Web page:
The two key structures developed to manage Māori interests in land were ahuwhenua trusts and Māori incorporations. In 2008 there were 129 Māori incorporations and 5,201 ahuwhenua trusts which together administered around two-thirds of Māori land. One of the larger incorporations – the Wakatū Incorporation – was valued at around $250 million in the early 2000s. Wairarapa Moana Incorporation owned assets of almost $90 million in the early 2000s, mostly forestry and farming operations.
The total value of Māori trusts and incorporations was estimated to be over $3 billion in 2005/6.
The total assets held between Ngāi Tahu and Tainui were over one billion dollars in 2008. Ngāi Tahu Holdings had $600 million worth of assets under management in 2008 and Tainui Group Holdings $496 million.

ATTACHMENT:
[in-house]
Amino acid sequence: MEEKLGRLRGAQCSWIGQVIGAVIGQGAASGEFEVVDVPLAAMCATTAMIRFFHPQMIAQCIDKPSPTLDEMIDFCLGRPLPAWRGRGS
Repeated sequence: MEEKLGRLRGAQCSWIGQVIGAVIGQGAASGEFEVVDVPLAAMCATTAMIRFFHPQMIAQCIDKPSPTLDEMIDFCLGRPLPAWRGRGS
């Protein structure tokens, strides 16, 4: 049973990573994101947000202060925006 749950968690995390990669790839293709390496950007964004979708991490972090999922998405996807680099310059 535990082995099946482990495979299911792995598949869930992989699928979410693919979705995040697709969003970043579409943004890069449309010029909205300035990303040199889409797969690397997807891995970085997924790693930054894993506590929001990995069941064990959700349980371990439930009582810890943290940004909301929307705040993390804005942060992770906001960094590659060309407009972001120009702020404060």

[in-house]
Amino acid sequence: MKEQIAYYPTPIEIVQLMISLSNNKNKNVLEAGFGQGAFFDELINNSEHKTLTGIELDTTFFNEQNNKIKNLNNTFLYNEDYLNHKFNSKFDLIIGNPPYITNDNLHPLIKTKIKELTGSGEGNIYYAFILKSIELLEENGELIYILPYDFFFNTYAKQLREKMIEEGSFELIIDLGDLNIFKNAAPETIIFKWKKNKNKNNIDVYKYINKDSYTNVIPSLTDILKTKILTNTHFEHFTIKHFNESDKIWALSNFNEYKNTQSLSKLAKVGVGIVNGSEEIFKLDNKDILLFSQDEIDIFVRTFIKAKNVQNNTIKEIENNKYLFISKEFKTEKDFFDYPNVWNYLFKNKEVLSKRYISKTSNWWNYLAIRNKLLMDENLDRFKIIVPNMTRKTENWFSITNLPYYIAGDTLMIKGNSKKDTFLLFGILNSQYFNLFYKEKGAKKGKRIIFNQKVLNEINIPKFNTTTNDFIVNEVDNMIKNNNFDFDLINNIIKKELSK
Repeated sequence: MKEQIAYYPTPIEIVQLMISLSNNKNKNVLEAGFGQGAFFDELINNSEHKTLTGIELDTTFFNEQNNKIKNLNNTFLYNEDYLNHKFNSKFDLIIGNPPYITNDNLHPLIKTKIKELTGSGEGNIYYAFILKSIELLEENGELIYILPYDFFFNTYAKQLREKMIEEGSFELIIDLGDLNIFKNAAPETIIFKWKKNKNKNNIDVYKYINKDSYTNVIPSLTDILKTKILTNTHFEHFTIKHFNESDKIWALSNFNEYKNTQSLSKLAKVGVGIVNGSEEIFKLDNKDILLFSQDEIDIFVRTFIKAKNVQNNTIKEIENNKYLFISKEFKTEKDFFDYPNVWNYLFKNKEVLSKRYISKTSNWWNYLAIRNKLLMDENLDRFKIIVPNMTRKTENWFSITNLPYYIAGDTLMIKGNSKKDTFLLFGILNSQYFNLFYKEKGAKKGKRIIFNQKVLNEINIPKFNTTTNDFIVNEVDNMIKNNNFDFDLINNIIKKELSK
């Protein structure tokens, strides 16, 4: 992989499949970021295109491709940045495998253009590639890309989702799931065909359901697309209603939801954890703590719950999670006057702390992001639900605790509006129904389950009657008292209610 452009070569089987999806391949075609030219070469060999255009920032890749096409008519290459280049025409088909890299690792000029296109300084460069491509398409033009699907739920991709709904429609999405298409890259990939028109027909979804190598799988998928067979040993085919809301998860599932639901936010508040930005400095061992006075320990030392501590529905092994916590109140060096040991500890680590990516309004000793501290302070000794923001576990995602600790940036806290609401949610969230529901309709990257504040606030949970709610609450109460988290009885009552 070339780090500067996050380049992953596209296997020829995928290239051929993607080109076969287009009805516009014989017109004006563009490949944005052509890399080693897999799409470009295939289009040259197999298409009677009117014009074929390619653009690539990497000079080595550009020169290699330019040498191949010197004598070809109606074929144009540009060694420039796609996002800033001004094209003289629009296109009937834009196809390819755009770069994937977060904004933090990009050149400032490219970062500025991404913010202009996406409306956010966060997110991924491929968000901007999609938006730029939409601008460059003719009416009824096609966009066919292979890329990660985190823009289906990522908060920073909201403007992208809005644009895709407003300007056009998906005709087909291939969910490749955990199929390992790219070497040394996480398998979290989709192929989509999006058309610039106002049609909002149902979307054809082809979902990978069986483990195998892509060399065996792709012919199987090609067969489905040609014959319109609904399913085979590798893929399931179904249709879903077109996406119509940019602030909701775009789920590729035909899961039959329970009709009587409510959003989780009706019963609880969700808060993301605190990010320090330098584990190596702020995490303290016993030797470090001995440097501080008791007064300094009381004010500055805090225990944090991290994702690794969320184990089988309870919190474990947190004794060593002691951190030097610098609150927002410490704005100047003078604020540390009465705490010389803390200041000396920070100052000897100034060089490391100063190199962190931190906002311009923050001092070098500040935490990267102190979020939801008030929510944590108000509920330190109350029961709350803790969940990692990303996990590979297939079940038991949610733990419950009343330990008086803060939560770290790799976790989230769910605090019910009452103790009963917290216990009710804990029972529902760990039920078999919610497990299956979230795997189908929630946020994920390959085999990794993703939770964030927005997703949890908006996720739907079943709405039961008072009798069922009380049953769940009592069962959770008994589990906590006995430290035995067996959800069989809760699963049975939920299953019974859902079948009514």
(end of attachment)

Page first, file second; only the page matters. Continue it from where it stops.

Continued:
In 2008 a settlement signed with a collective of central North Island iwi made up of Ngāi Tūhoe, Ngāti Tūwharetoa, Ngāti Whakaue, Ngāti Whare, Ngāti Manawa, Ngāti Raukawa and the Affiliate Te Arawa Iwi and Hapū was dubbed the ‘Treelords’ deal. It involved $195.7 million of Crown forest land, $223 million in rentals that had accumulated on the land since 1989, and an annual income stream of $13 million.
By 2009 Te Ohu Kaimoana, who had managed tribal fisheries whilst allocation was determined, had transferred over $440 million worth of fisheries-settlement assets to iwi.
Māori-owned commercial assets were estimated to be worth $16.5 billion in 2005/6, more than double the $7.5 billion of 2001. Māori businesses were valued at over $10 billion.
NBR coverage of the historic signing of a collective agreement returning forestry land to central North Island iwi.
This report includes a summary of the year’s activities (PDF, 1,889.3 KB).